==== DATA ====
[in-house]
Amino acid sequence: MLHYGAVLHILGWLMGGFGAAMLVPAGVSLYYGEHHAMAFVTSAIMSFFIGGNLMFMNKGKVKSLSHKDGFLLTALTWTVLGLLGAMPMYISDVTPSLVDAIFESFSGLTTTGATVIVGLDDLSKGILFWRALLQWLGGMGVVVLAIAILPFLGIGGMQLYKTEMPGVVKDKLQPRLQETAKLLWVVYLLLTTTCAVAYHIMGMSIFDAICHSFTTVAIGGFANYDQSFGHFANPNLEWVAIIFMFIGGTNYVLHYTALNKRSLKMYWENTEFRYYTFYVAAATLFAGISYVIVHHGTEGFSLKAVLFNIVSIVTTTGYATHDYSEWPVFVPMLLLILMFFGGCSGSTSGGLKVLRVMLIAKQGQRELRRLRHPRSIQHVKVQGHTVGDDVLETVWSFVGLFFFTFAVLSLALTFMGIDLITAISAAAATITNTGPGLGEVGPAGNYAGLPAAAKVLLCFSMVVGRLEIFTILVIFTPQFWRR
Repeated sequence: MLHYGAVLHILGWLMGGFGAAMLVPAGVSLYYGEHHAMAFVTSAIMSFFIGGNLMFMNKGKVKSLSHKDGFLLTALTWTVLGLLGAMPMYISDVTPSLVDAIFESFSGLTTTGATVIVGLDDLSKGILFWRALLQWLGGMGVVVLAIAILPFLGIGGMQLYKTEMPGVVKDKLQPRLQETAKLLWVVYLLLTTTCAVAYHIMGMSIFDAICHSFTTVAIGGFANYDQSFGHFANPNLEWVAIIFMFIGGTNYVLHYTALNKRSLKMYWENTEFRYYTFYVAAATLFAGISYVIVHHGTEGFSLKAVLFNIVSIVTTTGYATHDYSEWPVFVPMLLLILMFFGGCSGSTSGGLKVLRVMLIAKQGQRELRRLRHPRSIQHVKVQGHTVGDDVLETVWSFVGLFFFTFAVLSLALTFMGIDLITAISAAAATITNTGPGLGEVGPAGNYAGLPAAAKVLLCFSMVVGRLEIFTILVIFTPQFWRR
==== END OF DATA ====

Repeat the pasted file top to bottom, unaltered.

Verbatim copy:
[in-house]
Amino acid sequence: MLHYGAVLHILGWLMGGFGAAMLVPAGVSLYYGEHHAMAFVTSAIMSFFIGGNLMFMNKGKVKSLSHKDGFLLTALTWTVLGLLGAMPMYISDVTPSLVDAIFESFSGLTTTGATVIVGLDDLSKGILFWRALLQWLGGMGVVVLAIAILPFLGIGGMQLYKTEMPGVVKDKLQPRLQETAKLLWVVYLLLTTTCAVAYHIMGMSIFDAICHSFTTVAIGGFANYDQSFGHFANPNLEWVAIIFMFIGGTNYVLHYTALNKRSLKMYWENTEFRYYTFYVAAATLFAGISYVIVHHGTEGFSLKAVLFNIVSIVTTTGYATHDYSEWPVFVPMLLLILMFFGGCSGSTSGGLKVLRVMLIAKQGQRELRRLRHPRSIQHVKVQGHTVGDDVLETVWSFVGLFFFTFAVLSLALTFMGIDLITAISAAAATITNTGPGLGEVGPAGNYAGLPAAAKVLLCFSMVVGRLEIFTILVIFTPQFWRR
Repeated sequence: MLHYGAVLHILGWLMGGFGAAMLVPAGVSLYYGEHHAMAFVTSAIMSFFIGGNLMFMNKGKVKSLSHKDGFLLTALTWTVLGLLGAMPMYISDVTPSLVDAIFESFSGLTTTGATVIVGLDDLSKGILFWRALLQWLGGMGVVVLAIAILPFLGIGGMQLYKTEMPGVVKDKLQPRLQETAKLLWVVYLLLTTTCAVAYHIMGMSIFDAICHSFTTVAIGGFANYDQSFGHFANPNLEWVAIIFMFIGGTNYVLHYTALNKRSLKMYWENTEFRYYTFYVAAATLFAGISYVIVHHGTEGFSLKAVLFNIVSIVTTTGYATHDYSEWPVFVPMLLLILMFFGGCSGSTSGGLKVLRVMLIAKQGQRELRRLRHPRSIQHVKVQGHTVGDDVLETVWSFVGLFFFTFAVLSLALTFMGIDLITAISAAAATITNTGPGLGEVGPAGNYAGLPAAAKVLLCFSMVVGRLEIFTILVIFTPQFWRR